Budd says losing a directorship of a government enterprise should not be considered a “black mark” on a director’s resume.
“I would not expect it is a hard thing to recover from, career-wise. If you are a victim of government policy that has affected a lot of other organisations, people will understand. It is a fact of life that government bodies and boards often change when governments change.”
Professor Seares, for her part, accepts that directorships of advisory boards, or those for statutory bodies, can be tenuous, as governments change office or as a procession of ministers handle a portfolio. The Education Investment Fund had four Labor ministers and one Coalition minister in eight years.
She is more concerned by the government’s process to abolish boards.
“There was no effort to ask the Education Investment Fund board to come together and give the government a departing brief about what had worked well or what had not. You literally get a letter saying it’s over, and that’s it.”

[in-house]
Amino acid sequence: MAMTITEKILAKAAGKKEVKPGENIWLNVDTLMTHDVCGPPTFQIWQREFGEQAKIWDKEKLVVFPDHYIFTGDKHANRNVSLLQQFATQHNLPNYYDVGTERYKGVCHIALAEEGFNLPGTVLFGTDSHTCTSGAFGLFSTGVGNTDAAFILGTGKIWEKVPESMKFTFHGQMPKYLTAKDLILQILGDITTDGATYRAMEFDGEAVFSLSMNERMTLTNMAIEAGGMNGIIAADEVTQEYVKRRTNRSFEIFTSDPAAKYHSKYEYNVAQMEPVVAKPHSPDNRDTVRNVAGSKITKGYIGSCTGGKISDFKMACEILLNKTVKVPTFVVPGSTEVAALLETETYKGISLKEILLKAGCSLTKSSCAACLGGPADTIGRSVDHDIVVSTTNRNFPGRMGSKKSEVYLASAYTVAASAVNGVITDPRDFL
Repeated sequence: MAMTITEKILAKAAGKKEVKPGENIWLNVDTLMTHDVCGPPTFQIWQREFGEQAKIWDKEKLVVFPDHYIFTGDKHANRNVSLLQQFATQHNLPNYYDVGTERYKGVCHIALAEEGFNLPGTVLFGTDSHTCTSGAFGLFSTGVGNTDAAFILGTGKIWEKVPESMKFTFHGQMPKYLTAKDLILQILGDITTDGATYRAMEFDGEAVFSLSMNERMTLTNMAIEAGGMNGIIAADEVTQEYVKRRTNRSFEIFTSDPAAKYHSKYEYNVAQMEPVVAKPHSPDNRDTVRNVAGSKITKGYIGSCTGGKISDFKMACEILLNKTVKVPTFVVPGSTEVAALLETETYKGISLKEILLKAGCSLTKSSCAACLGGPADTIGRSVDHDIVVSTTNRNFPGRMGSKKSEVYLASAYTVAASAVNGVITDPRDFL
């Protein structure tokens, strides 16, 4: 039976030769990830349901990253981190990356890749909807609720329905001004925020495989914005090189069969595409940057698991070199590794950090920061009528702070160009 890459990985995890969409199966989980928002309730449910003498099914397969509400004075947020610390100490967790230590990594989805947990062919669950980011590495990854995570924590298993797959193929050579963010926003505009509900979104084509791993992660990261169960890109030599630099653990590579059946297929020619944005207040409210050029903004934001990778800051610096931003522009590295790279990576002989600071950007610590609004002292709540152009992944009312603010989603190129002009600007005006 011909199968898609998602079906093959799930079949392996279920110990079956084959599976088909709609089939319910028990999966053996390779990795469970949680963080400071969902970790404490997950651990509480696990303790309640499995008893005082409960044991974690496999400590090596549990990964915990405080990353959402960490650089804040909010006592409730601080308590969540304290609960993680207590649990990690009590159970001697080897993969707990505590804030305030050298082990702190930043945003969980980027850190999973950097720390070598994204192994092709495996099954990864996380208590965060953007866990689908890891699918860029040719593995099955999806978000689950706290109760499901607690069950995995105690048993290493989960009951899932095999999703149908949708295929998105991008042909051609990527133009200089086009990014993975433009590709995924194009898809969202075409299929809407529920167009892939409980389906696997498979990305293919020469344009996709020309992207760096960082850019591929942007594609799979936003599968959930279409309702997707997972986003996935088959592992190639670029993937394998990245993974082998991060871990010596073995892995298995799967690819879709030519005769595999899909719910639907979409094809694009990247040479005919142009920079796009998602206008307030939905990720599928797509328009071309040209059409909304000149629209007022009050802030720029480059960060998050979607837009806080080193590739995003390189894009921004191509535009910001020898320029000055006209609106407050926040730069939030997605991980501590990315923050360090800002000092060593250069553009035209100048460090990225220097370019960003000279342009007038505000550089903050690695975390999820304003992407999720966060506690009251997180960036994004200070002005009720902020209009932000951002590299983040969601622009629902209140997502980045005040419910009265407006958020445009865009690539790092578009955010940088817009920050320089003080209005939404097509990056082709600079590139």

Seares says the lack of a proper board handover perpetuates problems.
“I’ve seen examples where governments do things to an organisation without telling the board first.
“There is no formal handover, so the public service ends up creating the same old wheels again because the government has not drawn on the board’s collective knowledge to ensure the same mistakes are not made again.”
Seares has been on more than a dozen statutory or government advisory boards over the past two decades, in a distinguished career in the arts. She has had good experiences, notably as the former chairman of the Australia Council for the Arts for a four-year term in the late 1990s.
Her more recent government board work has been less satisfying.
“It is my observation over many years on government bodies, across both sides of politics, federal and state, that not enough respect or due courtesy is paid to boards, particularly those that have volunteer directors. The boards have become more politicised and there is less interest in the value of independent governance.”
Seares says it makes no sense to cut back on government boards when the public service is being heavily rationalised.